Bypassing the UN in the name of humanitarian intervention
May 20, 1999
Fifty years is not a long time in the life of a nation that can boast
5000 years of history. But the last 50 years have perhaps transformed China
more than all of its thousands of crawling years. This year is the 50th
anniversary of the Communist Revolution in China. Tiananmen Square is under
repair and Beijing is in a fury of construction to pave the way for the
celebrations on October 1, 1999.
Since my last visit in 1992, Beijing has changed so much that it cannot
be recognized. Construction is everywhere in sight. High rise hotels, offices,
and apartment buildings decorated with neon signs and huge billboards give
the city the look of an emerging global city. In 1992, bicycles swarmed
the streets. Today cars and traffic jams clog the boulevards. Bicycles
are shoved to the sideways.
In 1992, the air was fresh and the view clear. Today, a fog of pollution
hangs over the city. In 1992, McDonald's had just opened up its first fast
food store near Tiananmen Square. Today, McDonald's, Kentucky Fried Chicken,
and Coca Cola signs pierce the skyline.
In 1992, only a few department stores with inferior goods were around.
Today, numerous department stores are filled with the latest designer goods
bearing the logos of Pierre Chardin, Gucci, and Nina Ricci.
In the meantime, a new prosperous middle class has emerged to drive
the cars, to stroll the shopping centers, to flood the department stores,
and to demand democratic rights. One of those rights is the right of peaceful
demonstration that took place against the recent bombing of the Chinese
embassy in Belgrade by NATO forces.
Whatever political views this new middle class may hold on domestic
affairs, its views on international issues are intensely nationalistic.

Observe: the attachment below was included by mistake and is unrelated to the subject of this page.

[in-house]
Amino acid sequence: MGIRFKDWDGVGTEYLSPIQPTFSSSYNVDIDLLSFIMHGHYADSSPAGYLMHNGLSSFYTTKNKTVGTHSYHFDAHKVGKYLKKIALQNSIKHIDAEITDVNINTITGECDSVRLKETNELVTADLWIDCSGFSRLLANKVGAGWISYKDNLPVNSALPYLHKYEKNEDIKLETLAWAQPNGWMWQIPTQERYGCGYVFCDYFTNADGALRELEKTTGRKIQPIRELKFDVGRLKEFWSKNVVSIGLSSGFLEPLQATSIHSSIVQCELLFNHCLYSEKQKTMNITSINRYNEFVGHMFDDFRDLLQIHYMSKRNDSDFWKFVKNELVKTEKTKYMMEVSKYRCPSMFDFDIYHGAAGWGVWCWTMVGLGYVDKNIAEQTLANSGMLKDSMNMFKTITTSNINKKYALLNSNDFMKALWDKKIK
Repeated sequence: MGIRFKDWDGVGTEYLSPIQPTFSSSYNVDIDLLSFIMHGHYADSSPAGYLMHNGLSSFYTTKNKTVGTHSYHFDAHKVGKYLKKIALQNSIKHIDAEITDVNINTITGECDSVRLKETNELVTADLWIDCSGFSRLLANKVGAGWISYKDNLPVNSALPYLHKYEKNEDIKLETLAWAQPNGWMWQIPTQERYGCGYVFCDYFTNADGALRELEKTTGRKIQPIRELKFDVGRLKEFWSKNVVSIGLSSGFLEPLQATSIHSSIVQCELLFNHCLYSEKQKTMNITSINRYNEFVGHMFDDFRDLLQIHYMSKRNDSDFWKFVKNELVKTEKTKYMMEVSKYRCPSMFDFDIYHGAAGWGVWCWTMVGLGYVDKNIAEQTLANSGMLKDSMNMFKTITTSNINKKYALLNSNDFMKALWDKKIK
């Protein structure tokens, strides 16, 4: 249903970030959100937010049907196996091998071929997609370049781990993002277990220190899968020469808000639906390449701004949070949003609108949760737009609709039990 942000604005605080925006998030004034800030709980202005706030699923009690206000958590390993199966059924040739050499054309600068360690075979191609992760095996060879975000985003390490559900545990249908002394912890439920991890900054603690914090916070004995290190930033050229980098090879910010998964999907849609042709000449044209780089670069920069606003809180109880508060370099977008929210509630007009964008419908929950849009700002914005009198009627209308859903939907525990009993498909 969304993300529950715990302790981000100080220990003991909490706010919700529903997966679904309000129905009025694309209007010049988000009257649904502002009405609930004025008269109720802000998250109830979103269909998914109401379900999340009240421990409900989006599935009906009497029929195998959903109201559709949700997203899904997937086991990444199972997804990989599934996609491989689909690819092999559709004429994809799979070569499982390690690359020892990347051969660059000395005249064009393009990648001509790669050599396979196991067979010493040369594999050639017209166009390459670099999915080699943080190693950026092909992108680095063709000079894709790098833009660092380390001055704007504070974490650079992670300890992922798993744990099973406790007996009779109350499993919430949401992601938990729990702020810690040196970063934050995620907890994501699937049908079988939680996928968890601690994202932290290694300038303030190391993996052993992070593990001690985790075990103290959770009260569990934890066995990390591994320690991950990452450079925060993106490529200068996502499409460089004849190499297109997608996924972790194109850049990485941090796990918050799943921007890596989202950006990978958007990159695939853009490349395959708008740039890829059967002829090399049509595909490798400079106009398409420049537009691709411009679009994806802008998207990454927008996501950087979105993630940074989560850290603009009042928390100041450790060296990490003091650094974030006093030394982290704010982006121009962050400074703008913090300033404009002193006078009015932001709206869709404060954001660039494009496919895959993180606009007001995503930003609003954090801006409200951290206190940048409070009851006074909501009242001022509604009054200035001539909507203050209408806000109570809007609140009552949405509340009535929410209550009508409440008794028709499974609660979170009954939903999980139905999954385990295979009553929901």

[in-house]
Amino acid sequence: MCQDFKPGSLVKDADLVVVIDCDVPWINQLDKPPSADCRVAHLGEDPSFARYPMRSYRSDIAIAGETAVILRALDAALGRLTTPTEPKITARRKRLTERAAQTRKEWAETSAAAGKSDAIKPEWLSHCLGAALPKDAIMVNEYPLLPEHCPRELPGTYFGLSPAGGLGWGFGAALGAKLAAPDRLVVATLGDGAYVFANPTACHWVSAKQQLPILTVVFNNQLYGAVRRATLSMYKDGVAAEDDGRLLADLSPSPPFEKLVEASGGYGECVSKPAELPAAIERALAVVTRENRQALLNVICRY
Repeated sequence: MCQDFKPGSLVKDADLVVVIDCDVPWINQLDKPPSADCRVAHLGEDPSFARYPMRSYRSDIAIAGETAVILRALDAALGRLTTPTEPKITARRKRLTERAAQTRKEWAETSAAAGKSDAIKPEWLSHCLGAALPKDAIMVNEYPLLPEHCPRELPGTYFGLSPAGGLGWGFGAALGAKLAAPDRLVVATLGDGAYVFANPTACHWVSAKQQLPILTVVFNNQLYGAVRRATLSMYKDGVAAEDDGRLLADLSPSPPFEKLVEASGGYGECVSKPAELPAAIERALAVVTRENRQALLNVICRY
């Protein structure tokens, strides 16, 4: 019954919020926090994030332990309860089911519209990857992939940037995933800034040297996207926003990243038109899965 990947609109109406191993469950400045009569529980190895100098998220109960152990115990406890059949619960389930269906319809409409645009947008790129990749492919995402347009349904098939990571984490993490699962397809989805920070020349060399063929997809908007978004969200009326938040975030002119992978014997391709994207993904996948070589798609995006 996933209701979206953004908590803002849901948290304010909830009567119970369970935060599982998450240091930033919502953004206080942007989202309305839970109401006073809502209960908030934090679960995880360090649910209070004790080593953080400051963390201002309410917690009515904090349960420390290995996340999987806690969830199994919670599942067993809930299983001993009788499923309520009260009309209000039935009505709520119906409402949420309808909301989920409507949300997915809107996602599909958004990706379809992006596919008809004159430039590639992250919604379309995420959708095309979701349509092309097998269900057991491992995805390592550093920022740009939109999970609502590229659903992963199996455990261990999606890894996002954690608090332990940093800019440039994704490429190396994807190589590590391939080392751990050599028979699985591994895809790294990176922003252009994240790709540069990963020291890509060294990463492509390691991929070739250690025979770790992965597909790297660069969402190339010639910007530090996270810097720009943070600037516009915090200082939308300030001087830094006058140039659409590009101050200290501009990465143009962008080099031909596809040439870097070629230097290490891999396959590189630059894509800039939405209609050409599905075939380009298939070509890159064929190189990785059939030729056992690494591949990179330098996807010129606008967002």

In my conversations with Chinese scholars and students, I found that none
accepts NATO's labeling of the bombing as a mistake.
"How could the constant satellite mapping of Yugoslavia in general
and Belgrade in particular leave any doubt as to where the embassies and
arms depots are?" one of them asked me rhetorically.
"My view is that the bombing was a warning to China on the Taiwan
issue," a senior professor told me. "As another warning to China,
North Korea will be the next U. S. target of bombing."
This may sound Sinocentric. But perceptions in international affairs
often constitute realities. The perception of NATO as a bully giving itself
a new mission to intervene wherever and whenever it wishes is resurrecting
the image of a new imperialism. "It is the White Man's Burden all
over again," another Chinese scholar explained.
In view of the Chinese, PAX NATO is arrogating to itself the right of
intervention without going through the United Nations. In an age of high
and low tech weapons of mass destruction propelled by competing national
ambitions, the world desperately needs the rule of law.
PAX United Nations presents the best option that the world has so far
developed for the maintenance of international peace and security. Bypassing
the UN in the name of humanitarian intervention may prove to be a Trojan
Horse for hegemonic ambitions. Besides, in Kosovo, it has produced greater
tragedies that it set out to correct.
However, the United Nations cannot fulfill its obligations so long it
is under funded and undermined. If NATO's humanitarian intentions are genuine,
its leaders must reverse their policy and support a United Nations Peacekeeping
Police (UNPP). That force can better assist in bringing the refugees back
and reconstructing a war-torn country. That would persuade China and others
more effectively than NATO's protestation of good will.
UN was set up to act as a collective security mechanism in cases of
outright aggression and, by extension, genocide. The UN Charter prohibits
interference in the internal affairs of its sovereign member-states. However,
the Genocide Convention allows the international community to act in order
to stop ethnic cleansing.
The lesson of Kosovo is that the UN must now develop an early warning
system to identify and effectively deal with such violations of human rights
before military interventions make a peaceful resolution nearly impossible.
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